Secreted proteins and surface markers on tubercle bacilli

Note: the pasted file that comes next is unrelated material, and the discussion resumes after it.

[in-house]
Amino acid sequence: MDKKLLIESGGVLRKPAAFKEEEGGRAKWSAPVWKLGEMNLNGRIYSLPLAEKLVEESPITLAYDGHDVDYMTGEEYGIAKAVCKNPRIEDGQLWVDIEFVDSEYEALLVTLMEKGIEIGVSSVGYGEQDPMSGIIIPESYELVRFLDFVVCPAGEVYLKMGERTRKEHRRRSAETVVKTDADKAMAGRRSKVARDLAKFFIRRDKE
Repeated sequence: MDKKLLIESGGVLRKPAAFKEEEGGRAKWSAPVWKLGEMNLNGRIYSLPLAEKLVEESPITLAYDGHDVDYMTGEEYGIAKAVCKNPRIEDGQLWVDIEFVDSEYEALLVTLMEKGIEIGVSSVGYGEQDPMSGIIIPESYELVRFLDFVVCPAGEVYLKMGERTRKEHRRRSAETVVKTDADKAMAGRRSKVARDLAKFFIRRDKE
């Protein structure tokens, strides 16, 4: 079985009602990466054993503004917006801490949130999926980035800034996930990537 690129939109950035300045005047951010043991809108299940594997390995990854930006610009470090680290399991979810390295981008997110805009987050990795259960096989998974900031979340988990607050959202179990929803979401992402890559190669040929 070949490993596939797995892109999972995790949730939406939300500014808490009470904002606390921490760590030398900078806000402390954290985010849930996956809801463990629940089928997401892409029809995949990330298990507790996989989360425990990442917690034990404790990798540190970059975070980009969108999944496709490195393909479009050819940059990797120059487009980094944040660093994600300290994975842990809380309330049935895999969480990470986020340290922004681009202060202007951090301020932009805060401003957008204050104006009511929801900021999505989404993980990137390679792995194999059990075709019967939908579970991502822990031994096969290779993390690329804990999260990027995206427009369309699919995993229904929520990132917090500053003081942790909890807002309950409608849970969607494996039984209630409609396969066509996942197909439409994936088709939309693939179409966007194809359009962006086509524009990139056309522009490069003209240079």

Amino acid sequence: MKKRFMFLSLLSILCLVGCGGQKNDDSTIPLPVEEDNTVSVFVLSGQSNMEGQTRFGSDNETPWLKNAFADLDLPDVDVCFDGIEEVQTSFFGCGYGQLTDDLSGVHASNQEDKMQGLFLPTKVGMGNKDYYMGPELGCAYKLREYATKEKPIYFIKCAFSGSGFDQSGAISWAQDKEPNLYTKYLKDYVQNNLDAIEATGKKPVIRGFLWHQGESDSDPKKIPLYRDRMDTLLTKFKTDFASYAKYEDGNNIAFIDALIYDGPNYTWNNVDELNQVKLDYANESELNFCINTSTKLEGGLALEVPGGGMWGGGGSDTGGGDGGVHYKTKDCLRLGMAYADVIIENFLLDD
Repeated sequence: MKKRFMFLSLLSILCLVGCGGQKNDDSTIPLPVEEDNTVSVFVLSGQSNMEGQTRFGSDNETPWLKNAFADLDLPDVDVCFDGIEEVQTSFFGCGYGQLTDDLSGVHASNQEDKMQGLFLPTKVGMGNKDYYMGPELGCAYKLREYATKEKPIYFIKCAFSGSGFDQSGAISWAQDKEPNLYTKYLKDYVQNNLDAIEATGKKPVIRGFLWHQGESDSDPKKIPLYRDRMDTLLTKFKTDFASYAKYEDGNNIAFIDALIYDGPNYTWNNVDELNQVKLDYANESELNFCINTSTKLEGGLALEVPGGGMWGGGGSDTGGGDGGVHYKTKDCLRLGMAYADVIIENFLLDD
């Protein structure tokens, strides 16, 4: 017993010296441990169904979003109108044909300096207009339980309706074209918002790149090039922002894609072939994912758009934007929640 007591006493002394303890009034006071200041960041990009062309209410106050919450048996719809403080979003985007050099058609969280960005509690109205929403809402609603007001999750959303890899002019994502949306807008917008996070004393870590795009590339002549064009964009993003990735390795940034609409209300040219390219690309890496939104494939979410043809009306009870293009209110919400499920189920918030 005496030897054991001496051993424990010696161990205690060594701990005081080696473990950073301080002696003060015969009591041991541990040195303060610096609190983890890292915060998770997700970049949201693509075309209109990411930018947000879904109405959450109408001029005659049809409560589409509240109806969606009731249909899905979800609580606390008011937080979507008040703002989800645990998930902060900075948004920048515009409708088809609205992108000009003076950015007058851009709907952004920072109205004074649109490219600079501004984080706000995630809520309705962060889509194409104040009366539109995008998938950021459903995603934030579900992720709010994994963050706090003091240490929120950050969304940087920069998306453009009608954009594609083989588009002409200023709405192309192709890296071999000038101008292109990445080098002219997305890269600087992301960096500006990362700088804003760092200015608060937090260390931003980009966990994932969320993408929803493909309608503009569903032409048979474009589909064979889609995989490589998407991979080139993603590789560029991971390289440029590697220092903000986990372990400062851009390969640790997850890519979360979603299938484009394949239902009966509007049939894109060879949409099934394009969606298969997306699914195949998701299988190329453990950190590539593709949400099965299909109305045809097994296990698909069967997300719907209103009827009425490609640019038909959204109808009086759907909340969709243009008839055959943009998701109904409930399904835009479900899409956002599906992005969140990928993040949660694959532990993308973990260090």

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Tuberculosis caused by Mycobacterium tuberculosis (M. tuberculosis) is the major cause of mortality and morbidity of over two million people each year. Mapping of proteins exported by the pathogen to the extracellular environment is necessary to understand the biology of the pathogen and for identification of novel drug targets and vaccine candidates to eliminate the disease. On this background we investigated the secreted sub-proteome and membrane subproteome of M. tuberculosis and M. bovis in this study. The secreted proteome of M. tuberculosis H37Rv culture filtrate made by Sadamu Nagai, was analysed using two different protein separation methods combined with MALDI-TOF and LC-MS/MS. We showed that this culture filtrate was particularly enriched in terms of secreted proteins compared to what has been reported previously. Furthermore, we searched with the generated mass spectra against a novel database including all predicted secreted proteins by the SignalP algorithms, after the removal of their predicted signal peptides, leading to the identification of the N-terminal peptides of over 40 proteins, confirming the bioinformatic prediction of the presence of a cleavable signal peptide in these proteins, with the AXA motif directly up-stream to the cleavage site as the most common recognized motif for signal peptidase I. Further, due to the significance of proteins exported to the surface of the bacterium and their involvement in the pathogen-host interaction, the membrane and membrane-associated proteins were extracted using Triton X-114 phase separation from whole sonicated M. bovis BCG bacilli, a close relative to M. tuberculosis. Proteins from the lipid phase were precipitated by ethanol. To reduce the complexicity of the extracted protein mixture, two different separation strategies were used; both at protein and peptide level, combined with subsequent identification using LC-tandem mass spectrometry. As a result, over 100 membrane and membrane-associated proteins were identified including around 50% all predicted lipoproteins in the genome. The culture filtrate protein mixture of M. tuberculosis used in our first work investigated to identify novel antigens. For this purpose, two different approaches were used to separate the proteins according to their hydrophobicity and pH followed by molecular mass based separation. A total of 20 serological reactive proteins were identified, including 4 novel antigens. The immunogenicity of the identified antigens and their relative antibody quantities were measured using Image Master software. We show that antibodies against proteins belonging to the antigen 85 complex were the most abundant in the serum of M. tuberculosis infected patients, and that secreted lipoproteins were the most immunogenic proteins in term of high antibody to protein amount ratio were lipoprotein, illustrating the importance of this group of proteins for serodiagnostic development.